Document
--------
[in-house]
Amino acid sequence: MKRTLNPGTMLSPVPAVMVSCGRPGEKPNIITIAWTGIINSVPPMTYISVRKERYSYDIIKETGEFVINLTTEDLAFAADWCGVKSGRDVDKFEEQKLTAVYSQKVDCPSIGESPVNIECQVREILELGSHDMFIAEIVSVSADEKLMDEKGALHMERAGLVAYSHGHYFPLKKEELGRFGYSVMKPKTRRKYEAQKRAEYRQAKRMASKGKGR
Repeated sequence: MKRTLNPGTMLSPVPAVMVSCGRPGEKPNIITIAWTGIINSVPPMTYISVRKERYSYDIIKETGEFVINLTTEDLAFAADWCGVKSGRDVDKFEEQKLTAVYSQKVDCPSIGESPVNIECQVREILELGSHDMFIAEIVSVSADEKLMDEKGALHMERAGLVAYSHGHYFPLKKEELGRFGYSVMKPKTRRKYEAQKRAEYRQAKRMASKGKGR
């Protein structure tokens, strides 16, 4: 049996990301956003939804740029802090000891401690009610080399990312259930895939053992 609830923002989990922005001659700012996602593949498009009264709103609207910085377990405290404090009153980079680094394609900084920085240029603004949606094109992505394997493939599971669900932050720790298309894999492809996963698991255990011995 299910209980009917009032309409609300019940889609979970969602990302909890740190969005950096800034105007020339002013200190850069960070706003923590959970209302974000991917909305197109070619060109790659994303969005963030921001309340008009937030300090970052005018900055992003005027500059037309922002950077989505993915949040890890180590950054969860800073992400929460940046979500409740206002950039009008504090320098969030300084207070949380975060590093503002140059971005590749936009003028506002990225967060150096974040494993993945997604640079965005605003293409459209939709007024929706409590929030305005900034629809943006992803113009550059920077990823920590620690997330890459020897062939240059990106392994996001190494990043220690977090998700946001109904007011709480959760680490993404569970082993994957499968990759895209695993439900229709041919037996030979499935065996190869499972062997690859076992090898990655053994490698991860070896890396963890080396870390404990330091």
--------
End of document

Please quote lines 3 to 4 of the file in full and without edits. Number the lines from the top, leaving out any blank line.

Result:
Repeated sequence: MKRTLNPGTMLSPVPAVMVSCGRPGEKPNIITIAWTGIINSVPPMTYISVRKERYSYDIIKETGEFVINLTTEDLAFAADWCGVKSGRDVDKFEEQKLTAVYSQKVDCPSIGESPVNIECQVREILELGSHDMFIAEIVSVSADEKLMDEKGALHMERAGLVAYSHGHYFPLKKEELGRFGYSVMKPKTRRKYEAQKRAEYRQAKRMASKGKGR
């Protein structure tokens, strides 16, 4: 049996990301956003939804740029802090000891401690009610080399990312259930895939053992 609830923002989990922005001659700012996602593949498009009264709103609207910085377990405290404090009153980079680094394609900084920085240029603004949606094109992505394997493939599971669900932050720790298309894999492809996963698991255990011995 299910209980009917009032309409609300019940889609979970969602990302909890740190969005950096800034105007020339002013200190850069960070706003923590959970209302974000991917909305197109070619060109790659994303969005963030921001309340008009937030300090970052005018900055992003005027500059037309922002950077989505993915949040890890180590950054969860800073992400929460940046979500409740206002950039009008504090320098969030300084207070949380975060590093503002140059971005590749936009003028506002990225967060150096974040494993993945997604640079965005605003293409459209939709007024929706409590929030305005900034629809943006992803113009550059920077990823920590620690997330890459020897062939240059990106392994996001190494990043220690977090998700946001109904007011709480959760680490993404569970082993994957499968990759895209695993439900229709041919037996030979499935065996190869499972062997690859076992090898990655053994490698991860070896890396963890080396870390404990330091």